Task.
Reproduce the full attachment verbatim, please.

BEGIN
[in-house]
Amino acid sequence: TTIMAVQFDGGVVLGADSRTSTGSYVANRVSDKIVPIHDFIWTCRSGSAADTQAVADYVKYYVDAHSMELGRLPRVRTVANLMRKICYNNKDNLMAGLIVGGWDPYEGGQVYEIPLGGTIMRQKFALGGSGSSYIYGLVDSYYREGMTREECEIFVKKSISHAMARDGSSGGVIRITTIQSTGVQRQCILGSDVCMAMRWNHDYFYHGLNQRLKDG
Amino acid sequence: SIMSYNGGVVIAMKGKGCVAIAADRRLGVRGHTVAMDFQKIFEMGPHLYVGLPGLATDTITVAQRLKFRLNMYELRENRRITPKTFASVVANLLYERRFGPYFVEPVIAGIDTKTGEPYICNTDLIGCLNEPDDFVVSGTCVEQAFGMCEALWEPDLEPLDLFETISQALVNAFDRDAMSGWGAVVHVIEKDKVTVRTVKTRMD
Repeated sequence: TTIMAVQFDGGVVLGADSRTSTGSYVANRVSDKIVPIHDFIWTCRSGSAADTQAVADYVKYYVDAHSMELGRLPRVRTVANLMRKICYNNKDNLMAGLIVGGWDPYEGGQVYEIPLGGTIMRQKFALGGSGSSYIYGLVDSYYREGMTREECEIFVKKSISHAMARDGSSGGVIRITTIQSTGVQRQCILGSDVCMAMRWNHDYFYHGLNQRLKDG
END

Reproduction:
[in-house]
Amino acid sequence: TTIMAVQFDGGVVLGADSRTSTGSYVANRVSDKIVPIHDFIWTCRSGSAADTQAVADYVKYYVDAHSMELGRLPRVRTVANLMRKICYNNKDNLMAGLIVGGWDPYEGGQVYEIPLGGTIMRQKFALGGSGSSYIYGLVDSYYREGMTREECEIFVKKSISHAMARDGSSGGVIRITTIQSTGVQRQCILGSDVCMAMRWNHDYFYHGLNQRLKDG
Amino acid sequence: SIMSYNGGVVIAMKGKGCVAIAADRRLGVRGHTVAMDFQKIFEMGPHLYVGLPGLATDTITVAQRLKFRLNMYELRENRRITPKTFASVVANLLYERRFGPYFVEPVIAGIDTKTGEPYICNTDLIGCLNEPDDFVVSGTCVEQAFGMCEALWEPDLEPLDLFETISQALVNAFDRDAMSGWGAVVHVIEKDKVTVRTVKTRMD
Repeated sequence: TTIMAVQFDGGVVLGADSRTSTGSYVANRVSDKIVPIHDFIWTCRSGSAADTQAVADYVKYYVDAHSMELGRLPRVRTVANLMRKICYNNKDNLMAGLIVGGWDPYEGGQVYEIPLGGTIMRQKFALGGSGSSYIYGLVDSYYREGMTREECEIFVKKSISHAMARDGSSGGVIRITTIQSTGVQRQCILGSDVCMAMRWNHDYFYHGLNQRLKDG